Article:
Grand National winners by form

Form isn’t necessarily the easiest to interpret ahead of the Grand National. A horse may not have won any of its recent races, but good finishes in high calibre races may be more useful than winning low-quality races over unsuitable distances.

There are some things to watch out for though when considering a horse’s form going into the National.

While horses must have placed in a recognised chase of 2m7½f or more to qualify for the Grand National, over the last 20 years, every horse bar one had won a chase (the exception being Rule The World, who had finished second in the Irish Grand National and in a three-mile Grade 1 at Leopardstown).

All the remaining horses bar two had won chases over three miles, and of the two who hadn’t, one (Minella Times) had won over 2m6f, and the other (Noble Yeats) had placed second in a 3m Grade 2 at Wetherby.

Certain horses suit certain courses – hence the phrase – and while distance form is clearly important, course form carries some weight too, with 15 of the last 20 winners all competing around Aintree prior to their National win.

However, while a previous appearance at Aintree is useful a previous appearance in the Grand National is less so. Only two of the last 15 winners had appeared in a previous Grand National and one of those was Tiger Roll the year he won it for a second time, and the one before was 100/1 shot Mon Mome.

The thinking perhaps being that if you have a horse who's good enough to compete at a Grand National for a second time, the handicapper is unlikely to view your horse too leniently. Even 2009 winner Mon Mome, who finished 58 lengths behind Comply Or Die in the 2008 National, was given an extra three pounds for the following year's assignment.

How to pick a Grand National winner

So, based on the above, what can we assume? The Grand National has changed over the years, with fences made smaller, the race not as long, and new for 2024, there are fewer entries. Therefore some of the trends that might have applied in the 1970s and 1980s when 12-year-olds were winning the race might not be as applicable now, with younger horses winning the race more frequently.

In recent years, eight- and nine-year-olds have dominated proceedings. In 2023, there were as many seven-year-olds entered as 10-year-olds, and the average age of finishers was 8.82 - so it's worth looking at horses aged eight or nine.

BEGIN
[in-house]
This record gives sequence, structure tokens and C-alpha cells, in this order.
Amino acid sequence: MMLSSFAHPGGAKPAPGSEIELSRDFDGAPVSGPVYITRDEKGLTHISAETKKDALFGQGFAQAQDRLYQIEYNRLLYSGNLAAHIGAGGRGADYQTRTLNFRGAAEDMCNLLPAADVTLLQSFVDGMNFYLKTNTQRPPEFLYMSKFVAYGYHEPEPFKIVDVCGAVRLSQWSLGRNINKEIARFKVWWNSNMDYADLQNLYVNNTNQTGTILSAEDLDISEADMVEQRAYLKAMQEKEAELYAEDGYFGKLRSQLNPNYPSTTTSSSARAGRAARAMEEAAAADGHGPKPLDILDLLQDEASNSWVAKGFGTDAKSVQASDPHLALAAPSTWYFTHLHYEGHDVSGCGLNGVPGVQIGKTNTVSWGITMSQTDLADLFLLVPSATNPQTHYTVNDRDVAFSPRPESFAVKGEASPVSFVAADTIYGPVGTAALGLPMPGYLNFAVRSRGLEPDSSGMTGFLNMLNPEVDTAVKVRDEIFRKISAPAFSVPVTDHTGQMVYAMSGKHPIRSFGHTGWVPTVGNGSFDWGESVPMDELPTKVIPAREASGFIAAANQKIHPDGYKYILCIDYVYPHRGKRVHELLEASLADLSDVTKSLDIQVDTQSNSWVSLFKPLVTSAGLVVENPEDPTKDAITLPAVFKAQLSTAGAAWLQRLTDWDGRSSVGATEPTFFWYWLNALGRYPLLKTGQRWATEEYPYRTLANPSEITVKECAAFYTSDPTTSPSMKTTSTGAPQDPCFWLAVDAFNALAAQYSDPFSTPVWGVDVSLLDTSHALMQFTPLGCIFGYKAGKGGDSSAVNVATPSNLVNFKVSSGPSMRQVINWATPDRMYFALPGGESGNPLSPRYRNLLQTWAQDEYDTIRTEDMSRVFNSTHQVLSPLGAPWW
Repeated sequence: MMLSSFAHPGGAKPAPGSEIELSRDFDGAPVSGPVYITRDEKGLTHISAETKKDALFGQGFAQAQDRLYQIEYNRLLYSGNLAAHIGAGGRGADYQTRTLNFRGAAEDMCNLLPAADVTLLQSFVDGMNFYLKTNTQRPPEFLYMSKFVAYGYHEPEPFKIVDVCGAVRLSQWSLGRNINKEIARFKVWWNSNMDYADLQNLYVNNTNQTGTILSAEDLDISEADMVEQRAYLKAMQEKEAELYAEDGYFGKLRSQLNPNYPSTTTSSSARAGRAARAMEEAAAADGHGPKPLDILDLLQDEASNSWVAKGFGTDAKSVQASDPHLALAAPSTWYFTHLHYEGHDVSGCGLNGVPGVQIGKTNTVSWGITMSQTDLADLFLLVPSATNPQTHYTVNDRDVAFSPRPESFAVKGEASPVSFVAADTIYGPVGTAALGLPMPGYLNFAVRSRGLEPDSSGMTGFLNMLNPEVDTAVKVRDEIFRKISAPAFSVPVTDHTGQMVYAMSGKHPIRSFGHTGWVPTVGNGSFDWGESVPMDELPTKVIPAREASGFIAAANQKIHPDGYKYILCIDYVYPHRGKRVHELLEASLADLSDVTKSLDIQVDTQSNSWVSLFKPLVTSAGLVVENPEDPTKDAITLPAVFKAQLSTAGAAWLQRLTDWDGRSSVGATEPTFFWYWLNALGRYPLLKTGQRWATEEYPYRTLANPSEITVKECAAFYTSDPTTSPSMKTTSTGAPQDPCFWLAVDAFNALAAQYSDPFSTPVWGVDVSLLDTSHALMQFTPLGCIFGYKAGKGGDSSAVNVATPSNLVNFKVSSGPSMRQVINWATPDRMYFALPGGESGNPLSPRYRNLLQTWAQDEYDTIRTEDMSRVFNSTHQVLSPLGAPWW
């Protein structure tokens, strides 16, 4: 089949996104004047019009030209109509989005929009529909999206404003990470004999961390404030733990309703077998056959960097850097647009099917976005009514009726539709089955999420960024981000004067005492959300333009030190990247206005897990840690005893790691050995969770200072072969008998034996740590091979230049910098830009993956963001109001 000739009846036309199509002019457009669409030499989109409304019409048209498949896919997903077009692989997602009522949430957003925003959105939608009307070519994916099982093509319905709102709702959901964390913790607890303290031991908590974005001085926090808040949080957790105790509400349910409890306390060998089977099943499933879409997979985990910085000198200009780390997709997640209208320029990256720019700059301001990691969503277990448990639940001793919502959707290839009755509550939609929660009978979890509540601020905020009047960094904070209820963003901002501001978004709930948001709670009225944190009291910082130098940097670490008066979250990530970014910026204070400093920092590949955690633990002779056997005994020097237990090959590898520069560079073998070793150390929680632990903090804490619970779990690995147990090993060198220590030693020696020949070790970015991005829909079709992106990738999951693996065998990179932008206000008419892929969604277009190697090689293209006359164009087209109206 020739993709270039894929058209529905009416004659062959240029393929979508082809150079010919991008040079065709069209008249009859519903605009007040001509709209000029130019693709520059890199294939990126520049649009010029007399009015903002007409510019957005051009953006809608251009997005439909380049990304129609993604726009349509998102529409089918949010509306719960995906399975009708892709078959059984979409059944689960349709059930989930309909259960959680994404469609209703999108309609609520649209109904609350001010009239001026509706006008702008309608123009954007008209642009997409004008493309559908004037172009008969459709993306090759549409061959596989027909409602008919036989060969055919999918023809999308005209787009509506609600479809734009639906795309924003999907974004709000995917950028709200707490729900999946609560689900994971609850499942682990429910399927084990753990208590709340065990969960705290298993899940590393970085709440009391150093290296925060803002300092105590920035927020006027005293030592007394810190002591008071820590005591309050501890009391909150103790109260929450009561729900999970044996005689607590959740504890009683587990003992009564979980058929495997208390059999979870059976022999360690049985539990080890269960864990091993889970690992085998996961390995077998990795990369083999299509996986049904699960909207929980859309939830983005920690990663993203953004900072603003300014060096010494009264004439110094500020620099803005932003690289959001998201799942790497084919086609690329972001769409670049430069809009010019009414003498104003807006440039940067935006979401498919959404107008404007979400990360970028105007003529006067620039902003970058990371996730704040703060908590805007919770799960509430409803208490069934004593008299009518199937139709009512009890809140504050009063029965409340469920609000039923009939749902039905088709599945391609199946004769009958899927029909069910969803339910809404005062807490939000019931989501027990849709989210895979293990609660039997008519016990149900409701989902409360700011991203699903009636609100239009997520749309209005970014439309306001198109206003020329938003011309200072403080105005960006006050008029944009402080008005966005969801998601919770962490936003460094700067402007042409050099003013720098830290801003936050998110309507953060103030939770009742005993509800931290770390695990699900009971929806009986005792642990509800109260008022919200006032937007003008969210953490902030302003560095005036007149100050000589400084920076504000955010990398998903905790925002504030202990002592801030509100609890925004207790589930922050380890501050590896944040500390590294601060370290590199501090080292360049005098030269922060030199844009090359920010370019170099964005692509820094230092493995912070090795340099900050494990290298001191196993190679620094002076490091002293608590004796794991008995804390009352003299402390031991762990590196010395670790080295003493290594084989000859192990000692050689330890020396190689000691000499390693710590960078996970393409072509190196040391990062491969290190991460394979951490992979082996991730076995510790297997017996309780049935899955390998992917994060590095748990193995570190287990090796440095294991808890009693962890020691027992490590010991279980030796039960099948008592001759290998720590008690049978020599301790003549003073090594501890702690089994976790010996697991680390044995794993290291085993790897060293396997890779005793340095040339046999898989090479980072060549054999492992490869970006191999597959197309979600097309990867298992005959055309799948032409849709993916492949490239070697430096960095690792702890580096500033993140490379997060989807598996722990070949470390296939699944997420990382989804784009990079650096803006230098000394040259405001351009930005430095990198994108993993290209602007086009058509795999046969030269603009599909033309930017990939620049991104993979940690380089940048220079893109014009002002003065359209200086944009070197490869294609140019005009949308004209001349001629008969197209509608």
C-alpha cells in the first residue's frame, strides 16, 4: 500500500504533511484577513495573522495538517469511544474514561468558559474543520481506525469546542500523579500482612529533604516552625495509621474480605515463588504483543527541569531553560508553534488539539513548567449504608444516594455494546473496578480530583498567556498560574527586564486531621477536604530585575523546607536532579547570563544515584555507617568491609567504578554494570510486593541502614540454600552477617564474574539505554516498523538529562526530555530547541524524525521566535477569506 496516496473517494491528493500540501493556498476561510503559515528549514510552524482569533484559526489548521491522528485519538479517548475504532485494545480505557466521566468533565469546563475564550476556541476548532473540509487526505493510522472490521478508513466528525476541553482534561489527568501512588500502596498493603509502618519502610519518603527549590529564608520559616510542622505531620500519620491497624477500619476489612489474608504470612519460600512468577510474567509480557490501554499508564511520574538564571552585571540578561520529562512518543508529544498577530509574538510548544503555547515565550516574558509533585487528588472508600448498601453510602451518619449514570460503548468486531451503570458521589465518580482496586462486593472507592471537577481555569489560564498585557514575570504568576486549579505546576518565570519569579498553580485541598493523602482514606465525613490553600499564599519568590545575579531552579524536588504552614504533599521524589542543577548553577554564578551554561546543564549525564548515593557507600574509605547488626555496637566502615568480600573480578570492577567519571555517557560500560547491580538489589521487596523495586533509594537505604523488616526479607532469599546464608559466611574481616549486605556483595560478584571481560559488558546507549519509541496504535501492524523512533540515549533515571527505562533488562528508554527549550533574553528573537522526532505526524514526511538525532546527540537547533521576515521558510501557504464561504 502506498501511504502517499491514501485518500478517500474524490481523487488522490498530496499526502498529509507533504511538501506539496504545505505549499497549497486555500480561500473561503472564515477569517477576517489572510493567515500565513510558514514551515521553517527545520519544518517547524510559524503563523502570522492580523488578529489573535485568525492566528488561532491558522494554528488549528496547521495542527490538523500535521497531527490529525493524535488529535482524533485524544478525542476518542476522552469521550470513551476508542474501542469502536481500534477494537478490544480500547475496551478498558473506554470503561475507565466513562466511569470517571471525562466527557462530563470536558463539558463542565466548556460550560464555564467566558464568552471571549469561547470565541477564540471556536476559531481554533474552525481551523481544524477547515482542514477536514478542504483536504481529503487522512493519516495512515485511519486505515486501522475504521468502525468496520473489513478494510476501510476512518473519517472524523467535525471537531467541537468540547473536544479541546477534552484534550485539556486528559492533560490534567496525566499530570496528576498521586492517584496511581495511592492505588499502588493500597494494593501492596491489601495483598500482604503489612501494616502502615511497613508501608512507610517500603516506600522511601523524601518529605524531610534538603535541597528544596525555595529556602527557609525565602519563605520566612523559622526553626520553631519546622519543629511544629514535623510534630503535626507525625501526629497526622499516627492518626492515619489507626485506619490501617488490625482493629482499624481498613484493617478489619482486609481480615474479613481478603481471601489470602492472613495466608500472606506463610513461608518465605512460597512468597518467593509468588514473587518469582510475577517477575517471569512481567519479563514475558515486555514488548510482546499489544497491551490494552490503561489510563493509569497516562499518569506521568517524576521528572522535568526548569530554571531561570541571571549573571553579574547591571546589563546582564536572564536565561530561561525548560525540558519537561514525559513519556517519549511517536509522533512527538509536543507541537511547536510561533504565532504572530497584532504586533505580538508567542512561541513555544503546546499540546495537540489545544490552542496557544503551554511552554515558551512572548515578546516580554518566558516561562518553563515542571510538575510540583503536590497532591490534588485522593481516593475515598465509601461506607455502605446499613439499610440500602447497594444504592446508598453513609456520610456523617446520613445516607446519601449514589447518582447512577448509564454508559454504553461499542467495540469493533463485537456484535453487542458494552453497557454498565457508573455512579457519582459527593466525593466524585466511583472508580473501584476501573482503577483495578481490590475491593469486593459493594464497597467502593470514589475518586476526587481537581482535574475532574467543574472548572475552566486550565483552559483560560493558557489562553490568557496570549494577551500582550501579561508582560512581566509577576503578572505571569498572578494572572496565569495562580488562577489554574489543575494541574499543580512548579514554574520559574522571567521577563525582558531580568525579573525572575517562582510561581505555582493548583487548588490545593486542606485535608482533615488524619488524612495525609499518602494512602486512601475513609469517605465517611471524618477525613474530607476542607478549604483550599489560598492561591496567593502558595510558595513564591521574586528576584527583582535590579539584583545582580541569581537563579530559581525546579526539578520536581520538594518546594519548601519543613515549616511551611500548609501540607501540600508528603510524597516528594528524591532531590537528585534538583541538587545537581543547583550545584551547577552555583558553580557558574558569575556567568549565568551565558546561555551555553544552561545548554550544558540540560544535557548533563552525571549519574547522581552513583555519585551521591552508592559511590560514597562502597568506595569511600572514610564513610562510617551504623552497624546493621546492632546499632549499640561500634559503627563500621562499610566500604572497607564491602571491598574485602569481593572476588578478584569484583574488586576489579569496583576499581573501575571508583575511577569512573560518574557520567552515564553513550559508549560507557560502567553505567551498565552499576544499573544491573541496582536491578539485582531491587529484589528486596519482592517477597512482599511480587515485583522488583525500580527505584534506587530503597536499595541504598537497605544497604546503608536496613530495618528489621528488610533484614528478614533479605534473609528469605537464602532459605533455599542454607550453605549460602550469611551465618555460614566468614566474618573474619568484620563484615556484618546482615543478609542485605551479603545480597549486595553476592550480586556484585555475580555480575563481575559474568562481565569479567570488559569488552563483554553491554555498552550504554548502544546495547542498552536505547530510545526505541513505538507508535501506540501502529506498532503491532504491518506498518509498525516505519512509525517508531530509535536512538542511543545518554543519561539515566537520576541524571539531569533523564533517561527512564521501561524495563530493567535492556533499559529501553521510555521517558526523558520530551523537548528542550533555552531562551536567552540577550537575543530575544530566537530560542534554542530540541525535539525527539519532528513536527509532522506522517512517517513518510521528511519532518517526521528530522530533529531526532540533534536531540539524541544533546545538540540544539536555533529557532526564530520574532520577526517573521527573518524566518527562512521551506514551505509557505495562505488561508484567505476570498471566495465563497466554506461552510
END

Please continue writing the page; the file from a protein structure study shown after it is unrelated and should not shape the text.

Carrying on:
Don't be put off from backing favourites; nine of the last 50 winners have gone off as either favourite or joint-favourite, and less than a quarter of the last 50 winners have been priced bigger than 25/1, while 32 of the last 50 have been between 7/1 and 16/1.

In terms of weight, there's a fairly even distribution across a number of weights. The top weights have typically struggled in the race, while the bottom weights usually aren't of sufficient calibre to win, but the 10st5lbs-10st7lbs and 10st10lbs-11st brackets have taken more than half of the last 20 winners.

It's more than likely you'll need to find a horse who has proven stamina, in the form of a win over 3m - similarly you want to find a horse who's won a steeplechase; it's very unlikely a horse's first ever win over fences will come in the Grand National. A race at Aintree is useful, but a previous run in the Grand National doesn't produce many winners.

In summary, here are some factors to watch out for:

Odds: Between 7/1-16/1 (11 of last 20 winners)
Age: 8 or 9 (seven of last eight winners)
Weight: Between 10st5lbs-10st7lbs and 10st10lbs-11st (six of last nine winners)
Form: Has won a Class 2 (or better) chase over 3m (17 of last 20 winners)
Experience: Has raced at Aintree; has never raced in the Grand National (15 of last 20 winners; 16 of last 20 winners)